Candice Warner has opened up about “vile” abuse she was subjected to in front of her daughters during the Adelaide Test match.
Warner – a former professional ironwoman and surf lifesaver, and wife to Australian cricketer David – was in the South Australian capital with the couple’s three children to cheer on their father against the West Indies.
But it was on Saturday, the afternoon of the third day of the match, when she was thrust into an unsavoury situation with a group of spectators.
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“The girls wanted to go see their dad, so we walked from one side of Adelaide Oval to the other, it was about 200 metres,” she explained on her Triple M radio program on Monday.
“In that time I had two of my three daughters – my eight-year-old and my three-year-old, we were hand in hand – and as we were walking past a huge group of people, a group of about five or six men who decided to … they were throwing vile abuse at me.
“I continued to walk and then I stopped, and I looked around at this group of men, and it was one guy in particular. They were laughing and they were pointing, they thought what they did was OK.
“I decided to confront these guys. I didn’t have to, but with my girls in my hand I thought it was really important to confront them, because my actions need to mirror messages that I give to my kids.
“I confronted them, and like any group of men who have been drinking they were weak, they were gutless, they didn’t own up to what they did, and the man who was yelling this abuse actually hid behind his friends.”
Warner made the decision to stand up to her abusers and make an example in front of her two daughters.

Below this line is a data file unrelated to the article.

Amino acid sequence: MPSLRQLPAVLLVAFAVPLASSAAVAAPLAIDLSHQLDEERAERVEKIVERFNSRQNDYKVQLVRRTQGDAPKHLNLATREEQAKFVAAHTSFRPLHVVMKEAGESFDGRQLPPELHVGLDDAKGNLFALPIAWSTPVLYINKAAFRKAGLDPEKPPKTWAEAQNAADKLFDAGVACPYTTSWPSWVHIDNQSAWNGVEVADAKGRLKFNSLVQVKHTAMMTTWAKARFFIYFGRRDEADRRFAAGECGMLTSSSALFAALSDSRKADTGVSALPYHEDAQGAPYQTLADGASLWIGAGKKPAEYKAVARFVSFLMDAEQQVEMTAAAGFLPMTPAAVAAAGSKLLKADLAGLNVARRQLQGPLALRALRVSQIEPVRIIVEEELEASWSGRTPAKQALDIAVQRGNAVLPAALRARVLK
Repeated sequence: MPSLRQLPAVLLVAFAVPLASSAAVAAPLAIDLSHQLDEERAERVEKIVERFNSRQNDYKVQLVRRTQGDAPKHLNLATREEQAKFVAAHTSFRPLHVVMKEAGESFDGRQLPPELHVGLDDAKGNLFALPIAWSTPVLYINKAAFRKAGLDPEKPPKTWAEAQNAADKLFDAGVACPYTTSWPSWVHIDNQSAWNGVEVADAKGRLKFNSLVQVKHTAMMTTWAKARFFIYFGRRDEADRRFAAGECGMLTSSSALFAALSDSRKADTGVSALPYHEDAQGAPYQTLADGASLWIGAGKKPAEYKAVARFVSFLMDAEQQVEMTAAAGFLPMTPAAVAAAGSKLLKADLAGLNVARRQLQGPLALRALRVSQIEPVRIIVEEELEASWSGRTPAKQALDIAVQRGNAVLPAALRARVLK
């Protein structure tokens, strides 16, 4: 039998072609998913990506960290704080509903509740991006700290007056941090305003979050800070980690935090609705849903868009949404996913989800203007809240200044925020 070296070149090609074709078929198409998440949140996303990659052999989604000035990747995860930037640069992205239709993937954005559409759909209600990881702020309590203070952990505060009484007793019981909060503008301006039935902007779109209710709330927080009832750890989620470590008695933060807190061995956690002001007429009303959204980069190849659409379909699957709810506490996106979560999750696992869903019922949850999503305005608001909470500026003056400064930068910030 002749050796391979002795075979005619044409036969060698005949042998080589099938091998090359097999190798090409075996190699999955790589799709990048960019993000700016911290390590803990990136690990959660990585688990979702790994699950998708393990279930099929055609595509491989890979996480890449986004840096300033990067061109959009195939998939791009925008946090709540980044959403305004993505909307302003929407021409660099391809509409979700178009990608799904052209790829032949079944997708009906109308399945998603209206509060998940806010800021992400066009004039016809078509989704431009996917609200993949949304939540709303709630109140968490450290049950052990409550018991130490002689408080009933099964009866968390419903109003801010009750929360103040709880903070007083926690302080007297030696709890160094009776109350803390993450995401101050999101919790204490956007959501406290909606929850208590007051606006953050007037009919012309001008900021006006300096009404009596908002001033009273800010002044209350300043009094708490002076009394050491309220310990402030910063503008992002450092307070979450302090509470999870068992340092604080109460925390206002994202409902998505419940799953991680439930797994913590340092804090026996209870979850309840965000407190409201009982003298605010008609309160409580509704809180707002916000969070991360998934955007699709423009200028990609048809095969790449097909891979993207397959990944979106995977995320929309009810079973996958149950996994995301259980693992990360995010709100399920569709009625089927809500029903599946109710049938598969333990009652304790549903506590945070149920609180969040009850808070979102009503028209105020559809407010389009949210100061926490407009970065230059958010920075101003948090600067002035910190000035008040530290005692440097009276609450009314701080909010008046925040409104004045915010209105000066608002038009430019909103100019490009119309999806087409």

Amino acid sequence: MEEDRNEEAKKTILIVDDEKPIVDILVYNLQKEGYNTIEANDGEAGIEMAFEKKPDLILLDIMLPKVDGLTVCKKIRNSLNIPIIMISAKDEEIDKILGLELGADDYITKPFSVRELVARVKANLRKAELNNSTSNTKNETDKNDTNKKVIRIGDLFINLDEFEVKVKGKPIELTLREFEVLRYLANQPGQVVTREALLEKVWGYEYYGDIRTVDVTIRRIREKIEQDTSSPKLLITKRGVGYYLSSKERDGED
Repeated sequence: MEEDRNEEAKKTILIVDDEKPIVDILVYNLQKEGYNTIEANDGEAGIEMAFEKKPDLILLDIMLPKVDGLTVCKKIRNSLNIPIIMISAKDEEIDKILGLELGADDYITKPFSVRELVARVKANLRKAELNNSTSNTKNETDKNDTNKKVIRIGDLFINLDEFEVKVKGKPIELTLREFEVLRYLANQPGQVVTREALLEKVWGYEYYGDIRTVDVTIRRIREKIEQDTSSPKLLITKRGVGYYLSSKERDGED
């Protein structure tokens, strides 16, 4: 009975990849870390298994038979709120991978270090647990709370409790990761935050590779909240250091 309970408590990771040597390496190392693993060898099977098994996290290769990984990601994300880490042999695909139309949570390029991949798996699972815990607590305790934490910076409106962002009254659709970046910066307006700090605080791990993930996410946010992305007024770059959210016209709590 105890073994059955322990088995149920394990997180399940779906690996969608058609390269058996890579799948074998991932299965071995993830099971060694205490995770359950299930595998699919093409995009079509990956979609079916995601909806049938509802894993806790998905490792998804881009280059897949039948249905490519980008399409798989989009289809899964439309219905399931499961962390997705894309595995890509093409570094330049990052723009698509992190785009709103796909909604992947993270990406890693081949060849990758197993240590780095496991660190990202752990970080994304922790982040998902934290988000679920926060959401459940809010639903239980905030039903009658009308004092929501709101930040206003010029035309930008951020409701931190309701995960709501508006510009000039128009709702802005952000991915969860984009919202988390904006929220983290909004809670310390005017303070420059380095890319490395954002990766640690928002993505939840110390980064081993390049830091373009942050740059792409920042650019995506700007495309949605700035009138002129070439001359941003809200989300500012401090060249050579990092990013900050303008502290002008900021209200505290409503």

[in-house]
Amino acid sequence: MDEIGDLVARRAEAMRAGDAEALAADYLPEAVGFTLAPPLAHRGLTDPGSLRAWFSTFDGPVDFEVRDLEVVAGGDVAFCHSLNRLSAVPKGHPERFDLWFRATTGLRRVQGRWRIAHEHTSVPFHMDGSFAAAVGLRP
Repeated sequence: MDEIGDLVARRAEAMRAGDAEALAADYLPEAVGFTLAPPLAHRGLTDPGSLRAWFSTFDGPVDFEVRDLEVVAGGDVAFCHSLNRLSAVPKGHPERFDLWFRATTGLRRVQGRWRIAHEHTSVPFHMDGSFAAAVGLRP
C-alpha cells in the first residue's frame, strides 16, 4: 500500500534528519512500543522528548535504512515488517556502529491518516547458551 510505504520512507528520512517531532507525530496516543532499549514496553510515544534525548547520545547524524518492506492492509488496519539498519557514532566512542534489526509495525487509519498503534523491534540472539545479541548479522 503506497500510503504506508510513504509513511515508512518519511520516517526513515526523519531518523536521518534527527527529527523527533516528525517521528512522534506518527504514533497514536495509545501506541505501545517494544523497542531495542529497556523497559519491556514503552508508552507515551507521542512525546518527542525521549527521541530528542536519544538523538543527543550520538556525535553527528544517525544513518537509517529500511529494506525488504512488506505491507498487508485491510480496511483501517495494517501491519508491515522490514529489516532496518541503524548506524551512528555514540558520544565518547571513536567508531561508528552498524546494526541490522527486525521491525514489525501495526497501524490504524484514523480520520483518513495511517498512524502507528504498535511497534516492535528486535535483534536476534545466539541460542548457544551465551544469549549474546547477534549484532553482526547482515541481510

But she says no one else around them made an attempt to help her or to confront the men themselves.
“I just confronted them, I said ‘do you feel good about yourself? Do you feel good about yourself trying to intimidate me, to belittle me, embarrass me in front of my kids? You clearly don’t have kids yourself, it’s not OK’,” she said.
“It’s not OK to bully someone, it’s not OK to make fun of other people.
“The fact that in a packed stadium, when they could see a mother with two kids, clearly in distress, my girls were upset, not one person came to my assistance. Not one.
“I’m now starting to feel like it’s not safe for me and my kids to attend sport and support their father.
“We want to raise confident and fearless young girls who aren’t afraid to stand up for themselves and confront bullies head on.
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“It’s important that our kids aren’t intimidated by others, that they grow up and feel secure.
“With my husband being away so much I’m basically the mother and father to these girls most of the time, and I won’t allow my daughters to see their mum being bullied or intimidated.”
It was a tough week overall for the Warner family.
David issued an explosive statement on the eve of the Test match in which he announced his withdrawal from the appeal process over his lifetime leadership ban.
The fiery opening batter was handed the ban by Cricket Australia in 2018 for his role in the infamous Cape Town ball-tampering scandal.
The governing body recently altered its code of conduct to allow Warner to make an appeal, which he did, only to withdraw last week citing “offensive” comments made by the independent panel’s counsel assisting.
He is also hard-up for runs at moment, failing to make it past 30 in both innings against the West Indies in Adelaide.
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